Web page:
Joy in Mudville
Stockton’s leaders may make the toughest decision in the city’s history next Tuesday. Drowning in debt and scrambling for ways to restructure or forgive that debt, the city is expected to decide whether or not to enter Chapter 9 bankruptcy. Chapter 9 is an avenue set aside by the federal government for municipalities, and was most prominently almost twenty years ago when Orange County’s debts soared to an unsustainable level thanks to criminally poor fiscal management. Already, a $35 million building bought to be utilized as the next City Hall has been repossessed.
A downtown bar featured in a LA Times article in March has closed. As I walked around during a weekday morning, I felt as if tumbleweeds were going to blow across the streets. Storefronts were frequently empty. The movie theater complex had little activity. The only places that felt alive were the local Starbucks, and, as I would find out within an hour, the ballpark.
The day game I attended was nearly sold out thanks to a number of elementary and middle school children who were in attendance. They were treated to the Ports’ 15-3 shellacking of the San Jose Giants. The win halted a Stockton 12-game home losing streak. The section I was in got coupons for In-n-Out Double Doubles thanks to a Max Stassi double, and the whole crowd got a free meal at a local Denny’s because of Chad Oberacker’s grand slam. I don’t know when I’ll be in Stockton again to redeem the vouchers. That’s life.
Stockton Ballpark, as it’s officially known, was built by Swinerton and Frank M. Booth, the same company that built Raley Field. It’s very intimate, with 12-16 rows throughout the grandstand. Wedged between the channel and the arena, the left field foul pole is only 300 feet from the plate. There’s no second deck, no suite/press level cantilevered over the single concourse, and only a small club section. This was done to keep costs under control, which is a net positive in the end. There are plenty of concession stands down the first base line, very few down the third base line. A design quirk has an elevated bridge connecting the outfield berm area with the grandstand in the RF corner. To allow for service vehicle clearance, the bridge requires fans to take a flight up steps up and down. The berm wraps around to center, where it meets a Kinder’s BBQ stand. The bullpens and a seated picnic area are in left.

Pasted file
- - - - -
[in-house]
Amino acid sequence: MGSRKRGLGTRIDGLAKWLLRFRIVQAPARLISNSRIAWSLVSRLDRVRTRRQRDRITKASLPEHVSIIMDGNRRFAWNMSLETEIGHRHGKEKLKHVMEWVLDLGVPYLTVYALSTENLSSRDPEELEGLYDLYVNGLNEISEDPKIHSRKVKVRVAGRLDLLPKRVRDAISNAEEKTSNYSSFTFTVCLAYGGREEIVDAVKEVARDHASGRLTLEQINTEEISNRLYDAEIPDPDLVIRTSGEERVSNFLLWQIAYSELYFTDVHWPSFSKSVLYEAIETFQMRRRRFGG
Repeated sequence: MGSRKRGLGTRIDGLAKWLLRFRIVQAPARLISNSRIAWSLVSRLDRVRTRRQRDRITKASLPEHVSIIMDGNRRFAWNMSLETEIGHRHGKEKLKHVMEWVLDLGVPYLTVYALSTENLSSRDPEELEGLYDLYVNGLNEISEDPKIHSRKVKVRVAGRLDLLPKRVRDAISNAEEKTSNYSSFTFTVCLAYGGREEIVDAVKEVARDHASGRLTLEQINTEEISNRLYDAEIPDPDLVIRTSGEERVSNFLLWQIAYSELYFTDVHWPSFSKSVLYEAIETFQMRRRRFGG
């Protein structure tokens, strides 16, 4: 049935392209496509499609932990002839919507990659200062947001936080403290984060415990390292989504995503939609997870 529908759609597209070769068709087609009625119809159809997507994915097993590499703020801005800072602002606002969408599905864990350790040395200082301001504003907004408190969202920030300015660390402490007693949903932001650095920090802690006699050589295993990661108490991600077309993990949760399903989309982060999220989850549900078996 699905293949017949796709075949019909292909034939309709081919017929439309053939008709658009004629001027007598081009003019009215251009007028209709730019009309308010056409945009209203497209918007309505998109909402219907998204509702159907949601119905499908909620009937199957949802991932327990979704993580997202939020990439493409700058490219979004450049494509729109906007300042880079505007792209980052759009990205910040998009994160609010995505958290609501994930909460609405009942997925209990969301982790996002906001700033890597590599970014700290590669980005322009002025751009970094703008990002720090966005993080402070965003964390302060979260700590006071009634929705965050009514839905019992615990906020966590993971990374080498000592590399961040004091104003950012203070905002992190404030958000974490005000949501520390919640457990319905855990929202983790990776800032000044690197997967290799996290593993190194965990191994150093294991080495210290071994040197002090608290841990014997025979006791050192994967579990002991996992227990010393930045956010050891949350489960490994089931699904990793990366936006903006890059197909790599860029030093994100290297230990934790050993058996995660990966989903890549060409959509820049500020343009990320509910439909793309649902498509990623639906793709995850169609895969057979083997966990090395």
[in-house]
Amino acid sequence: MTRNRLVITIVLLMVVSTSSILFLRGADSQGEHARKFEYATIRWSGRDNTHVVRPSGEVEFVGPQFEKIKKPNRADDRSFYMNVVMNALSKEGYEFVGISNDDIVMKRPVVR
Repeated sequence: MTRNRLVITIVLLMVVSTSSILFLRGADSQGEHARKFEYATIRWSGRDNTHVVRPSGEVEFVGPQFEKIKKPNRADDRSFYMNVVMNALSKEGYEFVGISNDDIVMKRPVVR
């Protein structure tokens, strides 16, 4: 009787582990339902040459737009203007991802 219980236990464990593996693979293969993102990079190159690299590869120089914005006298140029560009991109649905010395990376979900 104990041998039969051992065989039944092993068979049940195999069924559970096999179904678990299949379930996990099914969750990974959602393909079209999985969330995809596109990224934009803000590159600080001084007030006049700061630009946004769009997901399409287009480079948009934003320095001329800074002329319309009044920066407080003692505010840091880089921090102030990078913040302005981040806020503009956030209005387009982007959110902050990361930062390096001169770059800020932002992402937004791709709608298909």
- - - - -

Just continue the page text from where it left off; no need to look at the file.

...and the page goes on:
A road winds between the ballpark and the arena, connecting both to the waterfront. The 10,000-seat Stockton Arena is a clean, tidy affair, with decent concourse space and an auditorium-style layout for concerts. The side facing the water is glass, the other sides are concrete, metal, and wood panels, the latter of which are having their protective film fraying. No matter, it’s a decent looking building even if it towers over the ballpark and looks somewhat out of place in downtown Stockton.
As the City continues to fight for its future, there’s a lingering question of whether Stockton’s redevelopment efforts were worth it. California is unique in that it has a few cities that are the size of major league cities elsewhere in the country, yet places like Stockton, Fresno, Riverside, and Long Beach don’t get the kind of attention Cleveland, Buffalo, Milwaukee, or St. Louis does. Stockton saw a gravy train of new residents looking for cheap exurban housing and didn’t see the collapse of the housing market immediately behind it. They paid inordinate salaries and benefits to public employees, which put Stockton in the financial straits it’s in today. No one knows how exactly Stockton will get out of it, and what Stockton will look like when that happens. Chances are that the arena will be there. The ballpark will be there. And Dallas Braden will be there too by all rights. That can’t be all bad.